Third-party risk management - Part II - Reputational Risk

Blog Image

Regardless of the nature of the exposure from any third-party risk, the even larger risk of brand damage is ever present - and it can happen in an instant. Like raising your children, you cannot afford to blink.

But where does that leave your business in our evermore outsourced, globalized, networked and virtualized world of commerce? Organizational structure can increasingly be diagrammed as many-tentacled, with each arm leading down a path toward suppliers of myriad goods and services, yet none of it under true control by the contracting entity.

The C-suite is certainly mindful, 87% of executives rate reputational risk as more important than any other strategic risk their companies face (Deloitte). And ultimately, how a company manages the expectations and performance related to its reputation determines whether value is created or destroyed. According to a study by the World Economic Forum, more than 25% of a company's market value is directly attributable to its reputation.

It is a short hop from these facts to the observation that trust = value. If we rely on third-parties to service our business needs, we must trust them. It's as simple, and as risky, as that. It's no wonder the C-suite is worried. The good news is there are strategies and practices the risk manager can put in place:

Trust but verify

Ronald Reagan may not have been a risk manager, but he had it right. The organization can verify that their third-parties are in compliance with all agreements, contracts, local and international laws, insurance requirements, supply chain covenants, licensure, documentation and so on. Anything that can be checked, within reason, should be checked.

Be proactive, be ready

News never traveled faster than it does today. Forget television or print news, social media can crush you, and it is vicious. Individual perceptions of a situation are personal, leading to fuzzy boundaries, disputable accounting of events, the conflation of grievance to outrage, escalating swiftly to threat and crisis. There is precious little time to figure out your next move. Every new business strategy, relationship and transaction must contemplate its potential impact on reputation, and there must be a standby plan for mitigating the worst of what might come at you.

Fourth parties

You have made an agreement with a third party. Does the third party have a subcontractor? Is there a fourth party? A fifth? It is critical to understand who, exactly, is performing the work, and to bind the third-party contractually to inform and gain approval on any fourth-party involvement.

Reputational risk derives from other risks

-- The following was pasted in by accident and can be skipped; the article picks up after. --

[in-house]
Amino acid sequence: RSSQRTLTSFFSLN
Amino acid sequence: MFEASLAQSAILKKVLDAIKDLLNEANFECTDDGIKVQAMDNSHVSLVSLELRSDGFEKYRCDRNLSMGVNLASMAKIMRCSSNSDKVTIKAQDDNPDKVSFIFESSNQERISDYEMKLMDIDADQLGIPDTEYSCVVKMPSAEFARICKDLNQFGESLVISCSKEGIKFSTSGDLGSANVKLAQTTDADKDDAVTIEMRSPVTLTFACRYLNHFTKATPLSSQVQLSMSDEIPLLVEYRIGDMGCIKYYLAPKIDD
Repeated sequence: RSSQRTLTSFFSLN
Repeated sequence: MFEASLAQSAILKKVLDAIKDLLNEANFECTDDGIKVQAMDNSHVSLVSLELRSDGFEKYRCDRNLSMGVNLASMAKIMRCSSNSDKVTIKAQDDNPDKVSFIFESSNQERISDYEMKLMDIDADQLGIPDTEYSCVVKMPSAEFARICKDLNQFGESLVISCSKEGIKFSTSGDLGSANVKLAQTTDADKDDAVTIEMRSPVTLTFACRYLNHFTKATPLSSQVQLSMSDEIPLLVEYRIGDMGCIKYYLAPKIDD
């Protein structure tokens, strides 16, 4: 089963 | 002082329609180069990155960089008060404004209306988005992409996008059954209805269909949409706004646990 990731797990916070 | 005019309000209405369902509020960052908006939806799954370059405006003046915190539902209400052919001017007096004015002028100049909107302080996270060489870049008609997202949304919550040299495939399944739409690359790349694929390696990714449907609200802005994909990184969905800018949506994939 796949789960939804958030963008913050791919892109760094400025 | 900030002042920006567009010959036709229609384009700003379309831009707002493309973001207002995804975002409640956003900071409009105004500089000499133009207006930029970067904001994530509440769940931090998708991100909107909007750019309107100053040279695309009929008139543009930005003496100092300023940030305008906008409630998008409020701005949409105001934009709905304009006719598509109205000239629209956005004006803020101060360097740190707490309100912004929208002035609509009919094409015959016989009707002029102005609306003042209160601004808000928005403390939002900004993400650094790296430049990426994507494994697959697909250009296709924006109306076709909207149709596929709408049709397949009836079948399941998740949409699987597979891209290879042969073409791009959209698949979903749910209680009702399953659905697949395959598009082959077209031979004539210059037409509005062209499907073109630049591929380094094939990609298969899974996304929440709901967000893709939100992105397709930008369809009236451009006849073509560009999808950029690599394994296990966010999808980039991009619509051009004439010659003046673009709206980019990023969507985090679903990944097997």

Reputational risk is a consequence of exposure resulting from some other business risk. The biggest risks, in order of concern, are ethics/integrity, product/services and security (Deloitte, again). A program of ongoing enterprise-wide risk identification and assessment will give the organization both the structure and the tools to better manage damage to the brand. Reputational risk cannot be siloed, it is the fallout from breakdown elsewhere in your business ecosystem. Look for hot spots, you will find them.

Talk to your customers

There is no one closer to your products and services than their users. Customer success relationships can provide feedback mechanisms to constantly measure product quality, system performance and customer expectations. Customer satisfaction is essential to prevent leakage of brand goodwill and business reputation. Reach out and touch someone. You may be surprised by what you learn, but better sooner than later.

External threats

It must be noted not all reputational risk causes can be controlled through internal processes. The impact of regulatory compliance, employee or executive misconduct and the actions of third-parties or competitors can have consequences beyond the capabilities of the enterprise to prevent. Therefore, a business continuity and crisis management program must be developed and stand ready in order to enable effective response and mitigate loss in a crisis. The buy-in of all key stakeholders – executives, the Board, shareholders – is essential; further, they should be utilized as monitoring posts for reporting back external information gleaned through observation and anecdotal communication.


Warren Buffet was right in observing it can take 20 years to build a good reputation and five minutes to lose it. Awareness and planning can do much to lengthen that timeline and increase the likelihood of preserving your brand when the unexpected knocks at your door. The alternative? Well, just ask Target, or Yahoo, or Uber, or Equifax, or Weinstein or ...

Back To Blog Stream

Leave a Comment